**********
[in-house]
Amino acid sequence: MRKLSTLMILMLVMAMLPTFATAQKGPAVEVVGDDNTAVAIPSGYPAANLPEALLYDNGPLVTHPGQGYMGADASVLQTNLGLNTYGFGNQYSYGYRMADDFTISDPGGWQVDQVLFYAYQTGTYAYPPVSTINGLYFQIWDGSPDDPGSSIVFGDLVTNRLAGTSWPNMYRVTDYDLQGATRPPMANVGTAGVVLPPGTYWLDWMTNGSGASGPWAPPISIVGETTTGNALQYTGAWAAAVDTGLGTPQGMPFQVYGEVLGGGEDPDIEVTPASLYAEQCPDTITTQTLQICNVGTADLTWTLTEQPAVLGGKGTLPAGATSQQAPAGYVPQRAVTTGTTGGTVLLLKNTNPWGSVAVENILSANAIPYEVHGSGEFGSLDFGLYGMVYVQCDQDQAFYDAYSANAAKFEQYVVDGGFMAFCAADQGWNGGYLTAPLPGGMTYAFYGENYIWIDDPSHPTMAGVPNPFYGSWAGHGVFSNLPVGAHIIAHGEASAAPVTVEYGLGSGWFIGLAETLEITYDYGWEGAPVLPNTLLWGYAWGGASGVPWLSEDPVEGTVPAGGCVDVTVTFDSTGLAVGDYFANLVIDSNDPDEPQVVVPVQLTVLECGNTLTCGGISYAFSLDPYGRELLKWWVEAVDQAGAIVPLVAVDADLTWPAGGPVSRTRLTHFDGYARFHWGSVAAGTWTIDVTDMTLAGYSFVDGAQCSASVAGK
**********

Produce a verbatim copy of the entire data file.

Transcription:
[in-house]
Amino acid sequence: MRKLSTLMILMLVMAMLPTFATAQKGPAVEVVGDDNTAVAIPSGYPAANLPEALLYDNGPLVTHPGQGYMGADASVLQTNLGLNTYGFGNQYSYGYRMADDFTISDPGGWQVDQVLFYAYQTGTYAYPPVSTINGLYFQIWDGSPDDPGSSIVFGDLVTNRLAGTSWPNMYRVTDYDLQGATRPPMANVGTAGVVLPPGTYWLDWMTNGSGASGPWAPPISIVGETTTGNALQYTGAWAAAVDTGLGTPQGMPFQVYGEVLGGGEDPDIEVTPASLYAEQCPDTITTQTLQICNVGTADLTWTLTEQPAVLGGKGTLPAGATSQQAPAGYVPQRAVTTGTTGGTVLLLKNTNPWGSVAVENILSANAIPYEVHGSGEFGSLDFGLYGMVYVQCDQDQAFYDAYSANAAKFEQYVVDGGFMAFCAADQGWNGGYLTAPLPGGMTYAFYGENYIWIDDPSHPTMAGVPNPFYGSWAGHGVFSNLPVGAHIIAHGEASAAPVTVEYGLGSGWFIGLAETLEITYDYGWEGAPVLPNTLLWGYAWGGASGVPWLSEDPVEGTVPAGGCVDVTVTFDSTGLAVGDYFANLVIDSNDPDEPQVVVPVQLTVLECGNTLTCGGISYAFSLDPYGRELLKWWVEAVDQAGAIVPLVAVDADLTWPAGGPVSRTRLTHFDGYARFHWGSVAAGTWTIDVTDMTLAGYSFVDGAQCSASVAGK